The development, which sent shock waves across the global suicide bombing fantasy community, comes amid reports that the Suicide Bomber Fantasy League Commission bungled the Paris attacks' box scores. Two of the three suicide bombers the commission identified in the Paris attacks were misspelled, causing widespread losses for fantasy players, sources familiar with the issue told TheYellowDailyNews in exclusive interviews.
The latest bungle concerns the commission identifying Bilal Hadfii—a low-ranked suicide bombing fantasy player—as one of the Paris suicide bombers who blew up November 13 as part of a string of suicide bombing attacks across the world's most visited city. But as it turns out, the bomber actually was Belgian Bilal Hadfi, a legendary ISIS prospect and suicide bombing fantasy league favorite.
"That Hadfii was given credit and not Hadfi clearly demonstrates the Suicide Bomber Fantasy Commission's incompetence," Las Vegas Gaming Commission spokesman Gerard Simpstein told TheYellowDailyNews in an exclusive interview.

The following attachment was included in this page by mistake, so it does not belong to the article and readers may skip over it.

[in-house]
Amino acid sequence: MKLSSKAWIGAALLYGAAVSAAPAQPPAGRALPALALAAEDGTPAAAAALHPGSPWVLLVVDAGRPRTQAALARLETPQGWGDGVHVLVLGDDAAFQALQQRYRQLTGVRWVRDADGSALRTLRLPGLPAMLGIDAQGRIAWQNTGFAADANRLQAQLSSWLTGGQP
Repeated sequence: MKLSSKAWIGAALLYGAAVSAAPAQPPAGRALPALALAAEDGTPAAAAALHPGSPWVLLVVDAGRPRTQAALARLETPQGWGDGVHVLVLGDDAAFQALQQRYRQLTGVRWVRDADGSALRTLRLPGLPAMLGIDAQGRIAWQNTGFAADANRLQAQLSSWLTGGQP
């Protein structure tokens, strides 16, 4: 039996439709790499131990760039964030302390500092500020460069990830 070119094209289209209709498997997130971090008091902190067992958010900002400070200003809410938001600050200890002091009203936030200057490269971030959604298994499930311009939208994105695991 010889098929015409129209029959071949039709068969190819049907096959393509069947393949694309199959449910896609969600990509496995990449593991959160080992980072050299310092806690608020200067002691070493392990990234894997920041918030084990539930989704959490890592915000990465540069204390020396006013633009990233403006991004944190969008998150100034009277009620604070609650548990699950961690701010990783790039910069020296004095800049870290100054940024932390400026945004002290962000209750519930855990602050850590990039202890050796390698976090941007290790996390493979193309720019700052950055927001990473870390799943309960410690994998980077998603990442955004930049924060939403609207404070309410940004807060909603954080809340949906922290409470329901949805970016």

The scandal was the latest blow to the commission and suicide bombing fantasy following the commission's widespread misreporting last year of the number of dead and injured from suicide bombings.
|Suicide bomber Hilal Hadfi poses hours before carrying out a Paris suicide bombing Nov. 13. Photo: TYDN|
"When the commission took action after Deadgate, we thought the commission was doing a great of job regulating suicide bombing fantasy and was on the right track," said fantasy historian Blink Montenstein, a Harvard business scholar. "But now the commission's true colors have shown once again."
Orakapuka Mohammad, a spokesman for the Suicide Bomber Fantasy Commission, said the agency regretted the spelling errors in a scandal dubbed MispellGate.
Many fantasy players were outraged.
"I lost a lot of money. I picked Hadfi on my roster and was pissed that the commission named Hadfii as blowing himself up," Etherian Steinod, a 28-year-old Saudi handyman, told TheYellowDailyNews in an exclusive interview. "This is outrageous."
Other fantasy players profited huge from the scandal.
"I had my roster set on autopick that week and scored big with Hadfii," said Jerome Milkstein, an Alabama computer consultant who regularly plays fantasy suicide bombing. "I quadrupled my money."